Sourdough is an incredible way to make an easily digestible bread that just tastes delicious. This article will show you why sourdough is not only delicious but healthy, too.
What is Sourdough
Before ready-made yeasts were sold in supermarkets, a well-fed sourdough starter was an invaluable tool in many kitchens. It was passed down for generations and was the traditional method of dough making.
Sourdough uses a natural pre-dough to ferment dough of any kind. During fermentation, a so-called pre-digestion takes place by the wild yeast microorganisms. What sounds unappetizing at first has a useful effect for us: For our digestion, the grain – which tends to be more difficult to digest – becomes more digestible.
Nutrients in Sourdough
Sourdough contains many nutrients that can support your body in various processes.
Vitamins B1, B2 and B6 regulate the metabolism of carbohydrates, proteins and fats. They are important for nerves, brain and muscles. Especially vitamin B6 is needed for growth. The heart, brain and liver depend on vitamin B6 to perform important functions.
Folic acid is needed for the formation and growth of blood cells and our DNA. It is especially important for pregnant and breastfeeding women, as it contributes to healthy fetal development.
Vitamin E is known as a good antioxidant for cell protection. It can help our body to defuse free radicals. These are produced during natural processes in our metabolism. But also when we are exposed to harmful substances like cigarette smoke.
The main function of iron is to transport oxygen through the bloodstream to our cells. Oxygen is needed to maintain cellular functions. In addition to animal foods such as meat and offal, bread and cereals have high amounts of iron.
We absorb sodium mainly in the form of table salt. A sodium deficiency can cause fatigue, headaches and difficulty concentrating. More common than a deficiency, however, is an excess of sodium. High-salt foods such as meat, sausage, cheese, and even bread put you at risk for high blood pressure if eaten in excess. Don’t worry, you don’t have to give it up completely. The recommendation is six grams of salt a day. This corresponds to about one teaspoon. The good thing about homemade bread is that you know how much salt you are adding. Also make sure to always drink enough water.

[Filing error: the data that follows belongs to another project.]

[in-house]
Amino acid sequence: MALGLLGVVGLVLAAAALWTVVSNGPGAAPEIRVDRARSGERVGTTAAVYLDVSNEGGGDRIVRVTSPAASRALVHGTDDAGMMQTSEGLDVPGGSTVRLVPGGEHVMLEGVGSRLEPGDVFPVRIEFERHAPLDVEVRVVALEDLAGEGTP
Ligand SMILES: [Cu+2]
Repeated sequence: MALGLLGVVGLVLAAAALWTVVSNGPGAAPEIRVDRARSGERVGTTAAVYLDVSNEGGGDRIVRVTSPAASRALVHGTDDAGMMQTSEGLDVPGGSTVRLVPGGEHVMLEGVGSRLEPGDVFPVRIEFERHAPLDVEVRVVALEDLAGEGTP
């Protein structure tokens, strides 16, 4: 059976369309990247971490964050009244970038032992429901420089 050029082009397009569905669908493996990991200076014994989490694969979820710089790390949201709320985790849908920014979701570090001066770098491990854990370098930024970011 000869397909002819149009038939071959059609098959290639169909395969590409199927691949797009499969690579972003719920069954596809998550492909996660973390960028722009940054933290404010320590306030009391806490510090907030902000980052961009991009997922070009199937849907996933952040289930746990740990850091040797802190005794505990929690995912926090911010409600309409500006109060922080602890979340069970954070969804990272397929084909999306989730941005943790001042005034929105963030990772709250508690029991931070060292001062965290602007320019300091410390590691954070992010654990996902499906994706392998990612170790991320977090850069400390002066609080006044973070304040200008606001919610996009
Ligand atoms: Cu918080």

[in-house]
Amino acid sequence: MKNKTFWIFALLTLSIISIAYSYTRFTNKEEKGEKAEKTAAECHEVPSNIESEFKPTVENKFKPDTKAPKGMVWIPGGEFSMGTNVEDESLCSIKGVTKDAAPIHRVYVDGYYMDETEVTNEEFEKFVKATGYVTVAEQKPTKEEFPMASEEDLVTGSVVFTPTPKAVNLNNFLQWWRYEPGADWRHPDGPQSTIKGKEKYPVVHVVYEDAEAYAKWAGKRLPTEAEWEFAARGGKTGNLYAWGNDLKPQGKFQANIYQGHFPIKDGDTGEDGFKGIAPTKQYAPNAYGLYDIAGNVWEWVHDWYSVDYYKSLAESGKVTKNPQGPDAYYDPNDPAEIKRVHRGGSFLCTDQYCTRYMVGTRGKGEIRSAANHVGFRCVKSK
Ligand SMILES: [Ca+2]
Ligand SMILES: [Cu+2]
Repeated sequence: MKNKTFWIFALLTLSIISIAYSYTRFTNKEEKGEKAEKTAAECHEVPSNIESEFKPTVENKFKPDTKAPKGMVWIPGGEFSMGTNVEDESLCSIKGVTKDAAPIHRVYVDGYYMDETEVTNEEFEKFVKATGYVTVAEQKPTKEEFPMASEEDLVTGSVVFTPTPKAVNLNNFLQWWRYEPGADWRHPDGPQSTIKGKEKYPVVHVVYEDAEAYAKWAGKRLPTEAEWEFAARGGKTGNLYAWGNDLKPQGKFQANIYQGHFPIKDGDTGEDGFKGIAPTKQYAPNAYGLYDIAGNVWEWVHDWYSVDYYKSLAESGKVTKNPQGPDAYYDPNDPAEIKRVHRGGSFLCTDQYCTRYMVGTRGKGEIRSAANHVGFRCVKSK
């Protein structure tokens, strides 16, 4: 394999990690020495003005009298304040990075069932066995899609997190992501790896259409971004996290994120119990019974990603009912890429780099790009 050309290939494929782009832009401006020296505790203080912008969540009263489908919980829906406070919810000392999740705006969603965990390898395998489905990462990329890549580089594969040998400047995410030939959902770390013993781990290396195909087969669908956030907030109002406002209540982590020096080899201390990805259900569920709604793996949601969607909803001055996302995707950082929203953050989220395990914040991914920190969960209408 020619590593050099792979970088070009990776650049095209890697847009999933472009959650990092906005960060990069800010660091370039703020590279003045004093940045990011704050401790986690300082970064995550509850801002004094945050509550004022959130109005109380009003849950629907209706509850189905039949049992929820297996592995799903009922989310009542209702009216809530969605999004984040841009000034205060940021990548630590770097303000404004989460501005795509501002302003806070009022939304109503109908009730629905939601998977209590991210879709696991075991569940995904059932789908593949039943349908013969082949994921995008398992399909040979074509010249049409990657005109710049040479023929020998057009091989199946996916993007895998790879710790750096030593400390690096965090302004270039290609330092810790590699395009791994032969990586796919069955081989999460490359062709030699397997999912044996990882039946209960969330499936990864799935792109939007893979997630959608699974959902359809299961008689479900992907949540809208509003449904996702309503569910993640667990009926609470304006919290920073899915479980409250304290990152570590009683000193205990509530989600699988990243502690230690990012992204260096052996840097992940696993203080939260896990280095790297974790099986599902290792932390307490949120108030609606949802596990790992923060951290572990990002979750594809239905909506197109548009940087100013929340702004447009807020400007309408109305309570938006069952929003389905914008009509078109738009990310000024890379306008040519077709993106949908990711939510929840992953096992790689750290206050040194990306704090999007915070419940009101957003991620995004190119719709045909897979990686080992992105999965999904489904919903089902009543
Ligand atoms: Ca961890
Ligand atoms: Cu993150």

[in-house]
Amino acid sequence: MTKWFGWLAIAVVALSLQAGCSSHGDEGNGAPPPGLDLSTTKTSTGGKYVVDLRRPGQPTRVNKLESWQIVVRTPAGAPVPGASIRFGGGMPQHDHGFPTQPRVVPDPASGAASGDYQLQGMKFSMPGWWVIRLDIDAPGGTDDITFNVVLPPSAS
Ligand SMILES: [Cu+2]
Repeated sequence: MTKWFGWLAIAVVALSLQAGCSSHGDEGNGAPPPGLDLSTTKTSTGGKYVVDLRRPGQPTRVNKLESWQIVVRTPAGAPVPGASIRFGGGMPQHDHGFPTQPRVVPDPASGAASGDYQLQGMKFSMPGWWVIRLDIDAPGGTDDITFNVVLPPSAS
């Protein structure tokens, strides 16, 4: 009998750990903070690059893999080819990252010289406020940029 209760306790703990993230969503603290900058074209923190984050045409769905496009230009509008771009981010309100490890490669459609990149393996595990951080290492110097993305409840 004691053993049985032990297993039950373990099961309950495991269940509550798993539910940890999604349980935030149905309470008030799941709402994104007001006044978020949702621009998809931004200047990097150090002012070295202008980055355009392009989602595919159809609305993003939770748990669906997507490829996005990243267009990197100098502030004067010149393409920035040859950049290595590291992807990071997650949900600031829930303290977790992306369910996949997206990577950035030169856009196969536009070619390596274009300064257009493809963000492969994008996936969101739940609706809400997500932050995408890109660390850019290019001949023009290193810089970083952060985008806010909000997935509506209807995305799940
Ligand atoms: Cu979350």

Phosphorus is also contained in sourdough. It is involved in the metabolism of carbohydrates, proteins and fats and serves primarily as a source of energy. It is also a component of DNA and of bones and teeth. In the blood, phosphorus serves as a regulator of the acid-base balance.
Effect of Sourdough on our Body
All cereals contain phytic acid. In our digestive system, phytic acid forms insoluble bonds with important minerals such as iron, magnesium, and zinc. As a result, we can no longer absorb the minerals and they are excreted unused. Fermentation simply breaks down this phytic acid, increasing the usable mineral content of the grain. Since both phytic acid and minerals are contained in the marginal layers of the grain, this is especially true for whole grain pastries.
The structure of gluten, which is included in many grains, is also changed by this very fermentation. Thus, people who are sensitive to gluten can often tolerate sourdough bread quite well (celiac disease excepted).
Another more positive effect of sourdough is the value of protein. The fermentation of the grain increases the content of the essential amino acid lysine. This makes sourdough bread a more balanced staple food with a better protein profile.
The probiotic paradox
Since we bake the dough before eating it, we no longer consume the microorganisms alive. So why go through all that trouble? It has been shown that even dead microbes can still have a positive effect on our health: This effect is called the “probiotic paradox.” It shows that the mortal remains of microorganisms are recognized in our gut. Thus, they can still have a regulating effect on the immune system and counteract inflammation.
As such, baking with sourdough has many benefits and should not be missed in a balanced diet – be it in the form of gluten or – as in my case – gluten-free.
With a little time and love your dough will get a wonderful taste and provide you with important ingredients.
IN CASE YOU WOULD LIKE TO DIVE IN A LITTLE DEEPER
If you are a science nerd like me, you may want to dive a little deeper into the topic and do your own research. As such, listed below please find a selection of research articles to provide some more “food for thought”. This list is by no means complete but hopefully a starting point for further reading.
Sorted in descending order by publication date:
Sourdough Microbiome Comparison and Benefits
Lau SW, Chong AQ, Chin NL, Talib RA, Basha RK.
Published: 2021 June 23
Sourdough Fermentation Degrades Wheat Alpha-Amylase/Trypsin Inhibitor (ATI) and Reduces Pro-Inflammatory Activity.
Huang X, Schuppan D, Rojas Tovar LE, Zevallos VF, Loponen J, Gänzle M
Published: 2020 Jul 16
Fermented Foods: Definitions and Characteristics, Impact on the Gut Microbiota and Effects on Gastrointestinal Health and Disease.
Dimidi E, Cox SR, Rossi M, Whelan K.
Published: 2019 Aug 5
The probiotic paradox: live and dead cells are biological response modifiers
Clifford A Adams
Published: 2010 April 20